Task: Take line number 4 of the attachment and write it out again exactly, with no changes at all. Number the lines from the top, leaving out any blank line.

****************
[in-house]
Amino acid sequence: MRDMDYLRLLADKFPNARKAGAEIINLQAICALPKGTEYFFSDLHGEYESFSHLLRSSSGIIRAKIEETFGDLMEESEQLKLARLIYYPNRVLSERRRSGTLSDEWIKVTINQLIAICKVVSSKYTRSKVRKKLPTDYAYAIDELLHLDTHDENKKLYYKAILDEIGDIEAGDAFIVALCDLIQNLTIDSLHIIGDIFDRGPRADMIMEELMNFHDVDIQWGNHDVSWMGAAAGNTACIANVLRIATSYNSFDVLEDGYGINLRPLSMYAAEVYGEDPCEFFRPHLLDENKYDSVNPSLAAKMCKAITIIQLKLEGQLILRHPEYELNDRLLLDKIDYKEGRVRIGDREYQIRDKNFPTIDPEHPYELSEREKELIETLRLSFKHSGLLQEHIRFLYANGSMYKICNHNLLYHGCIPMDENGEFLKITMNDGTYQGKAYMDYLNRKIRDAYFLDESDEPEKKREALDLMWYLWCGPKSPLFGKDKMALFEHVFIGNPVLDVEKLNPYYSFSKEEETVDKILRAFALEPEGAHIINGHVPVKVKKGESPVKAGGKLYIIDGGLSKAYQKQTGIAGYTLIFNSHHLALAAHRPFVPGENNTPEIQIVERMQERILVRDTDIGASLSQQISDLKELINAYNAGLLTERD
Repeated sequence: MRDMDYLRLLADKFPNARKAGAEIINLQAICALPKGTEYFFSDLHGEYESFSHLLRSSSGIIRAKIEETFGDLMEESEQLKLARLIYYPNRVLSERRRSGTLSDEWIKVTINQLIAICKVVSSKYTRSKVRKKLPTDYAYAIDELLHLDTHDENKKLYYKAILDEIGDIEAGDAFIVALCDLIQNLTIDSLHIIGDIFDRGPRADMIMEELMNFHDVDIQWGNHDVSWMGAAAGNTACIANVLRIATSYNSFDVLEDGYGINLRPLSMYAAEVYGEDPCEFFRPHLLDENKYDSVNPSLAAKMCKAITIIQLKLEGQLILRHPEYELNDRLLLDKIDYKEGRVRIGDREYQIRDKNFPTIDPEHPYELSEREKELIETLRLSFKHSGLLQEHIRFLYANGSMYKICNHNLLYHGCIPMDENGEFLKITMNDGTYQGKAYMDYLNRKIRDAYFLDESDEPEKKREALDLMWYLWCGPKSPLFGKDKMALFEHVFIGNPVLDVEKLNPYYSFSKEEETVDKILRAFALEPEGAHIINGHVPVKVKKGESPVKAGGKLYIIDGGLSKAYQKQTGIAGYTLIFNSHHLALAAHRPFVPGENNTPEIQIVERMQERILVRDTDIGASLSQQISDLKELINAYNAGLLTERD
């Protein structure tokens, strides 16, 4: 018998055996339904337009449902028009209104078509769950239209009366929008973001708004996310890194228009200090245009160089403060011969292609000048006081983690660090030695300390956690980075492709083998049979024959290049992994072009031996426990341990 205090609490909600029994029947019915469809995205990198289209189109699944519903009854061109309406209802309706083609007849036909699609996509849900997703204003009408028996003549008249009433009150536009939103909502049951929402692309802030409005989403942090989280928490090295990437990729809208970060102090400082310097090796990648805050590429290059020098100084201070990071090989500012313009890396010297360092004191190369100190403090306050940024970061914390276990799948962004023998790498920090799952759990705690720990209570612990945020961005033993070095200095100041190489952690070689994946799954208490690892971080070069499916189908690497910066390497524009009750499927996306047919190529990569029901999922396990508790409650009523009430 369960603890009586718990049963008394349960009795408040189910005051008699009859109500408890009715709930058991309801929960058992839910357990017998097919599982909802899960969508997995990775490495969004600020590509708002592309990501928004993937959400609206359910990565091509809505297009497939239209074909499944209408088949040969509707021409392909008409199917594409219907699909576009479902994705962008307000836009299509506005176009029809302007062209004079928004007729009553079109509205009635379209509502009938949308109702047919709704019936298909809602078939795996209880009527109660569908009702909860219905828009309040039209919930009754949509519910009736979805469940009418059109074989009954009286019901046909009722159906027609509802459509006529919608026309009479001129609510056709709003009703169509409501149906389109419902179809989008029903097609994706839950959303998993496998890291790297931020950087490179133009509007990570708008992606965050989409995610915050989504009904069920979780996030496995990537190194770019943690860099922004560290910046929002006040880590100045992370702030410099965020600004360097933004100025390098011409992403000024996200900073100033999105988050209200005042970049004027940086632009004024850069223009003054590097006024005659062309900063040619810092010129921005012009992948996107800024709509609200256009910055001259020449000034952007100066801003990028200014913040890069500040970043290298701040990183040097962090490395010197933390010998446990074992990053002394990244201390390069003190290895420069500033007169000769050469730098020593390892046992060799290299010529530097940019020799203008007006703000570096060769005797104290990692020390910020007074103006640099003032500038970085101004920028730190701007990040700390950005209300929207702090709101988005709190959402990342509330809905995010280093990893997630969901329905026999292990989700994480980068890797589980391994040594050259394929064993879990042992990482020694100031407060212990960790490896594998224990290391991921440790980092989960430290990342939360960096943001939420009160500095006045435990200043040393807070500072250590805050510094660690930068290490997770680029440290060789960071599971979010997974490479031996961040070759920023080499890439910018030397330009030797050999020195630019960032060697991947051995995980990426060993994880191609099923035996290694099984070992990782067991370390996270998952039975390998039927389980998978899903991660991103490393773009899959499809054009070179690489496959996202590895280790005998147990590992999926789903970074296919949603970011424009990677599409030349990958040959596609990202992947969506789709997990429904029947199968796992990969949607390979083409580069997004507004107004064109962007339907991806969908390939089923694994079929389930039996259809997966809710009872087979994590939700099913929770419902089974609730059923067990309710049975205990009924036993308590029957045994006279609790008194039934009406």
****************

């Protein structure tokens, strides 16, 4: 018998055996339904337009449902028009209104078509769950239209009366929008973001708004996310890194228009200090245009160089403060011969292609000048006081983690660090030695300390956690980075492709083998049979024959290049992994072009031996426990341990 205090609490909600029994029947019915469809995205990198289209189109699944519903009854061109309406209802309706083609007849036909699609996509849900997703204003009408028996003549008249009433009150536009939103909502049951929402692309802030409005989403942090989280928490090295990437990729809208970060102090400082310097090796990648805050590429290059020098100084201070990071090989500012313009890396010297360092004191190369100190403090306050940024970061914390276990799948962004023998790498920090799952759990705690720990209570612990945020961005033993070095200095100041190489952690070689994946799954208490690892971080070069499916189908690497910066390497524009009750499927996306047919190529990569029901999922396990508790409650009523009430 369960603890009586718990049963008394349960009795408040189910005051008699009859109500408890009715709930058991309801929960058992839910357990017998097919599982909802899960969508997995990775490495969004600020590509708002592309990501928004993937959400609206359910990565091509809505297009497939239209074909499944209408088949040969509707021409392909008409199917594409219907699909576009479902994705962008307000836009299509506005176009029809302007062209004079928004007729009553079109509205009635379209509502009938949308109702047919709704019936298909809602078939795996209880009527109660569908009702909860219905828009309040039209919930009754949509519910009736979805469940009418059109074989009954009286019901046909009722159906027609509802459509006529919608026309009479001129609510056709709003009703169509409501149906389109419902179809989008029903097609994706839950959303998993496998890291790297931020950087490179133009509007990570708008992606965050989409995610915050989504009904069920979780996030496995990537190194770019943690860099922004560290910046929002006040880590100045992370702030410099965020600004360097933004100025390098011409992403000024996200900073100033999105988050209200005042970049004027940086632009004024850069223009003054590097006024005659062309900063040619810092010129921005012009992948996107800024709509609200256009910055001259020449000034952007100066801003990028200014913040890069500040970043290298701040990183040097962090490395010197933390010998446990074992990053002394990244201390390069003190290895420069500033007169000769050469730098020593390892046992060799290299010529530097940019020799203008007006703000570096060769005797104290990692020390910020007074103006640099003032500038970085101004920028730190701007990040700390950005209300929207702090709101988005709190959402990342509330809905995010280093990893997630969901329905026999292990989700994480980068890797589980391994040594050259394929064993879990042992990482020694100031407060212990960790490896594998224990290391991921440790980092989960430290990342939360960096943001939420009160500095006045435990200043040393807070500072250590805050510094660690930068290490997770680029440290060789960071599971979010997974490479031996961040070759920023080499890439910018030397330009030797050999020195630019960032060697991947051995995980990426060993994880191609099923035996290694099984070992990782067991370390996270998952039975390998039927389980998978899903991660991103490393773009899959499809054009070179690489496959996202590895280790005998147990590992999926789903970074296919949603970011424009990677599409030349990958040959596609990202992947969506789709997990429904029947199968796992990969949607390979083409580069997004507004107004064109962007339907991806969908390939089923694994079929389930039996259809997966809710009872087979994590939700099913929770419902089974609730059923067990309710049975205990009924036993308590029957045994006279609790008194039934009406």